If you have a passion for vintage fashion (or homewares just like nana used to own), lock up your credit card before entering the Amazing Mill Markets. If you have a husband who collects toy soldiers or vinyl LPs from the 70s, you’d better lock him up too. With thousands of retro items, the market certainly lives up to its ‘amazing’ tag.
The rummaging doesn’t end there. Geelong Vintage Market also offers an extraordinary array of collectables – spread throughout its 3,500 square-metre showroom.
To take home a taste of the region’s craft beers, wines, ciders and produce, Queenscliff Brewhouse is a one-stop-shop. Geelong Cellar Door also carries a big selection of local wines, and has a popular in-house wine bar and eatery.
Quality Hotel Bayside Geelong
Quality Hotel Bayside Geelong is an ideal base for exploring everything Geelong and the Bellarine Peninsula have to offer – and a lovely spot to return to each day to soak up the glowing afternoon ambience on the Geelong Waterfront. The hotel offers spacious rooms with comfortable furnishings. There are 68 rooms to choose from, including one and two-bedroom apartments (perfect for self catering), family rooms and executive suites. Many offer magnificent bay views.
The hotel is positioned just metres from the foreshore and bollard trail. Amenities include a heated outdoor swimming pool, sauna, and complimentary bike hire. Black Salt is the hotel’s renowned in-house restaurant and yet another opportunity to enjoy the region’s superb produce. It’s open for breakfast and dinner daily.
Geelong is located 75 kilometres southwest of Melbourne. If you are travelling by car, take the West Gate Freeway and follow the signs. V/Line runs regular train services between Melbourne and Geelong.
If you’re travelling from interstate, Avalon Airport is located just 20 kilometres from Geelong’s CBD. Jetstar flies into Avalon Airport from a number of major Australian cities. Transfers to Geelong from Melbourne Airport are also available.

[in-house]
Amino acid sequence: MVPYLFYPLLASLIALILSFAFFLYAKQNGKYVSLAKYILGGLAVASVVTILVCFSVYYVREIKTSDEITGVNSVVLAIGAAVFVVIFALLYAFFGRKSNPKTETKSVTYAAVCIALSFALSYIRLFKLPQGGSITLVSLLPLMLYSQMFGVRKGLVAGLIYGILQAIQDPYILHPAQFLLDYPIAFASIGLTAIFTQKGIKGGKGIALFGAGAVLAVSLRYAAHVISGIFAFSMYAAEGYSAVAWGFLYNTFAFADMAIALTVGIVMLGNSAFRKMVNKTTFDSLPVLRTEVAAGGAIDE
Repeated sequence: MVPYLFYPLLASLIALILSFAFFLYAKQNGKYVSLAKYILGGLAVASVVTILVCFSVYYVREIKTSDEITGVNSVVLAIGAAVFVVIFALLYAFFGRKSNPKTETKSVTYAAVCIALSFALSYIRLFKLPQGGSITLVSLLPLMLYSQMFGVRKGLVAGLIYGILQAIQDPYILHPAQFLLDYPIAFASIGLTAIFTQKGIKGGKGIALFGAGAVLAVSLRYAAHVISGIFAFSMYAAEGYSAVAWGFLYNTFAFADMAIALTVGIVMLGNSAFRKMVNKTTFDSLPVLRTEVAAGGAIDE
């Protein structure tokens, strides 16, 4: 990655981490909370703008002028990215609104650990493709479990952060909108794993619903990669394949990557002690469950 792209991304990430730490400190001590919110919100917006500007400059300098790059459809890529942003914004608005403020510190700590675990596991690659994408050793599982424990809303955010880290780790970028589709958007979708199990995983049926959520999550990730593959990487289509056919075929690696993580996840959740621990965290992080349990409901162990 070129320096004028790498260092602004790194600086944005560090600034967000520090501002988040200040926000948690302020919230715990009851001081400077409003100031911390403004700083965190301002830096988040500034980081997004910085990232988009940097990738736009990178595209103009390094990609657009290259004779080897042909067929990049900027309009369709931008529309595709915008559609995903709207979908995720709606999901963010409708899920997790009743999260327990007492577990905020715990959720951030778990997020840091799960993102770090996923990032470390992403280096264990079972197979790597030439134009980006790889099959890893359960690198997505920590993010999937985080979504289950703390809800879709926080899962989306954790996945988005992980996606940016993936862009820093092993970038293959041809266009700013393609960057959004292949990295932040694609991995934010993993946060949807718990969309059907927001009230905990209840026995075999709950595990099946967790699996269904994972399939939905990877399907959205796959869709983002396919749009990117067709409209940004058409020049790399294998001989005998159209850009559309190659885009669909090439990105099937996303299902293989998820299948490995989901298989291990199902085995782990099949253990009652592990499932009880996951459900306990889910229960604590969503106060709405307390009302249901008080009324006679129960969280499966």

Two ferry services travel to the Bellarine Peninsula. Searoad Ferries operates between Queenscliff and Sorrento (connecting the Bellarine with the Mornington Peninsula). Port Phillip Ferries transports passengers between Melbourne’s Docklands and Portarlington on the Bellarine.
The Bellarine Peninsula is easily accessible by car from Geelong.
Louise travelled as a guest of NeedaBreak.com, Quality Hotel Bayside Geelong and Tourism Greater Geelong and The Bellarine.
For more information, please visit www.visitgeelongbellarine.com.au.
Do you have any tips to add to our Geelong and the Bellarine travel guide? We would love to hear from you. Please send us a message.
Additional images: Bigstock
About the writer
Louise Reynolds made up her mind at the age of about four that she would one day travel the world – and has so far visited around 30 countries across five continents and the Pacific. A hopeless Francophile, Louise has a particular love for France, its language and pretty much all things French. Her favourite way to explore the world is on foot and her boots have taken her walking on famous trails in Europe, South America and New Zealand. Louise also has a passion for her home state and loves exploring regional Victoria. While travelling she’s usually found with a pile of books and at least one teddy bear in tow. She also practices the little-known sport of extreme knitting in far off places.
You might be interested in